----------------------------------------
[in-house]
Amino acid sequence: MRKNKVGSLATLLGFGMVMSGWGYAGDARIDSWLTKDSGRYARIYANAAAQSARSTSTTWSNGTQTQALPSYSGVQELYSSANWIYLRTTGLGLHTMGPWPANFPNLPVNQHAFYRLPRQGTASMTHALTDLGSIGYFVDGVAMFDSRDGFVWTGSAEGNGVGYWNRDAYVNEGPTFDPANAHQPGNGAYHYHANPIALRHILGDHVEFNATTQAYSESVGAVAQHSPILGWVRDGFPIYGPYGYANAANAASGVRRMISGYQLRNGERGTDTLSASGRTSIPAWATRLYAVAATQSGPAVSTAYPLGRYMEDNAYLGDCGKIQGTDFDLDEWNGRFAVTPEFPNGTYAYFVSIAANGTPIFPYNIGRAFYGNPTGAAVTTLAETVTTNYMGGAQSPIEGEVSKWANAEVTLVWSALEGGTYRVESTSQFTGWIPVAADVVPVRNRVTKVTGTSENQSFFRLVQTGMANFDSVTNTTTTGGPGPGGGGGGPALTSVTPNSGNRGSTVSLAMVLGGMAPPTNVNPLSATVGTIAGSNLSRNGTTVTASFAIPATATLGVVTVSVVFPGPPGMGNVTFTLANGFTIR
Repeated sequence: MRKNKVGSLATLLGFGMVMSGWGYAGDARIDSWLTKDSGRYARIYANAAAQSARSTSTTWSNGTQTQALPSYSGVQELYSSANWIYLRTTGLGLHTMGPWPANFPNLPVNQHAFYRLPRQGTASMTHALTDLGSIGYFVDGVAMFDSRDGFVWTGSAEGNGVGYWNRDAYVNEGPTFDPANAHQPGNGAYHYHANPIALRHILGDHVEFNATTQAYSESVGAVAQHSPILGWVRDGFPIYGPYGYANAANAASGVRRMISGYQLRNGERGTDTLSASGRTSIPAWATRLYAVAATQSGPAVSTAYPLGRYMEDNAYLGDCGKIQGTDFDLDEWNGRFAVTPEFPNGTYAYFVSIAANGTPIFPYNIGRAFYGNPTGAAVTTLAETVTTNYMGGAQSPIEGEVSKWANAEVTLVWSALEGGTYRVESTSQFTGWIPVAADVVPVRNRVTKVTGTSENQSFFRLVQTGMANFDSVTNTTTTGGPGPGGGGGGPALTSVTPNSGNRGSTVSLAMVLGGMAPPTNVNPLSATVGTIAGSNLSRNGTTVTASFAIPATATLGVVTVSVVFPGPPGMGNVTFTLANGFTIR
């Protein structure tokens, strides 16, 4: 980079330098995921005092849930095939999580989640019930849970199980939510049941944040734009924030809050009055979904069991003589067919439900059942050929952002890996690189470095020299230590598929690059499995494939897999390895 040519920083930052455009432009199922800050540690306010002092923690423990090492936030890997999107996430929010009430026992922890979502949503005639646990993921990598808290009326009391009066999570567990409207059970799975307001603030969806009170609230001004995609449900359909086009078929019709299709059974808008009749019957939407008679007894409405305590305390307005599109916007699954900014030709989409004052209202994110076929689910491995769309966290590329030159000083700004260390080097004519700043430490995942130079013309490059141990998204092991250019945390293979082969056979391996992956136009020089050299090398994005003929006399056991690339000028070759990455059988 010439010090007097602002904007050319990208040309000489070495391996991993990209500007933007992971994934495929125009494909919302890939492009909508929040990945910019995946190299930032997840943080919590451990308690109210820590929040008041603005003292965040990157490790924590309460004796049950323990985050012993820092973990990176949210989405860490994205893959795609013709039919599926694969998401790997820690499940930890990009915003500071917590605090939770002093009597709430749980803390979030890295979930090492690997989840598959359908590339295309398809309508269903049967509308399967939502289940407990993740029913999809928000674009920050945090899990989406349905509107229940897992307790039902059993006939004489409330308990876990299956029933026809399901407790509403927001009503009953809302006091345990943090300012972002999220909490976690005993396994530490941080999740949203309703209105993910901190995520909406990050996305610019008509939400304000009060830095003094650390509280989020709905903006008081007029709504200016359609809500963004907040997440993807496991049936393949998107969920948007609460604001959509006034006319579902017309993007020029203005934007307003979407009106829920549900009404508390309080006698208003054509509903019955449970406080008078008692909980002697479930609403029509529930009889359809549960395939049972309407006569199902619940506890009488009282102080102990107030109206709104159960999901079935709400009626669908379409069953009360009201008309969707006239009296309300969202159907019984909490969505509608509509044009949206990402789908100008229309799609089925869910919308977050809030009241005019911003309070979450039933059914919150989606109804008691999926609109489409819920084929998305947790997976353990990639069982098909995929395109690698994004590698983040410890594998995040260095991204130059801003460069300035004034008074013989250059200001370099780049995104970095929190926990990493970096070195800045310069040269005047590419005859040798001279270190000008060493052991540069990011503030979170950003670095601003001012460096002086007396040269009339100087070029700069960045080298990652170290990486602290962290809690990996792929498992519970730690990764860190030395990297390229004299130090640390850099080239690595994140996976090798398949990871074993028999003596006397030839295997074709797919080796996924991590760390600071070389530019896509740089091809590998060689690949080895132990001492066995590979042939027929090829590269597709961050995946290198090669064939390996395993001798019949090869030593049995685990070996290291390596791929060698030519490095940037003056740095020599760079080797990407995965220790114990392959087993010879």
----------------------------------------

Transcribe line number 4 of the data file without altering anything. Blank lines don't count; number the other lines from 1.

């Protein structure tokens, strides 16, 4: 980079330098995921005092849930095939999580989640019930849970199980939510049941944040734009924030809050009055979904069991003589067919439900059942050929952002890996690189470095020299230590598929690059499995494939897999390895 040519920083930052455009432009199922800050540690306010002092923690423990090492936030890997999107996430929010009430026992922890979502949503005639646990993921990598808290009326009391009066999570567990409207059970799975307001603030969806009170609230001004995609449900359909086009078929019709299709059974808008009749019957939407008679007894409405305590305390307005599109916007699954900014030709989409004052209202994110076929689910491995769309966290590329030159000083700004260390080097004519700043430490995942130079013309490059141990998204092991250019945390293979082969056979391996992956136009020089050299090398994005003929006399056991690339000028070759990455059988 010439010090007097602002904007050319990208040309000489070495391996991993990209500007933007992971994934495929125009494909919302890939492009909508929040990945910019995946190299930032997840943080919590451990308690109210820590929040008041603005003292965040990157490790924590309460004796049950323990985050012993820092973990990176949210989405860490994205893959795609013709039919599926694969998401790997820690499940930890990009915003500071917590605090939770002093009597709430749980803390979030890295979930090492690997989840598959359908590339295309398809309508269903049967509308399967939502289940407990993740029913999809928000674009920050945090899990989406349905509107229940897992307790039902059993006939004489409330308990876990299956029933026809399901407790509403927001009503009953809302006091345990943090300012972002999220909490976690005993396994530490941080999740949203309703209105993910901190995520909406990050996305610019008509939400304000009060830095003094650390509280989020709905903006008081007029709504200016359609809500963004907040997440993807496991049936393949998107969920948007609460604001959509006034006319579902017309993007020029203005934007307003979407009106829920549900009404508390309080006698208003054509509903019955449970406080008078008692909980002697479930609403029509529930009889359809549960395939049972309407006569199902619940506890009488009282102080102990107030109206709104159960999901079935709400009626669908379409069953009360009201008309969707006239009296309300969202159907019984909490969505509608509509044009949206990402789908100008229309799609089925869910919308977050809030009241005019911003309070979450039933059914919150989606109804008691999926609109489409819920084929998305947790997976353990990639069982098909995929395109690698994004590698983040410890594998995040260095991204130059801003460069300035004034008074013989250059200001370099780049995104970095929190926990990493970096070195800045310069040269005047590419005859040798001279270190000008060493052991540069990011503030979170950003670095601003001012460096002086007396040269009339100087070029700069960045080298990652170290990486602290962290809690990996792929498992519970730690990764860190030395990297390229004299130090640390850099080239690595994140996976090798398949990871074993028999003596006397030839295997074709797919080796996924991590760390600071070389530019896509740089091809590998060689690949080895132990001492066995590979042939027929090829590269597709961050995946290198090669064939390996395993001798019949090869030593049995685990070996290291390596791929060698030519490095940037003056740095020599760079080797990407995965220790114990392959087993010879």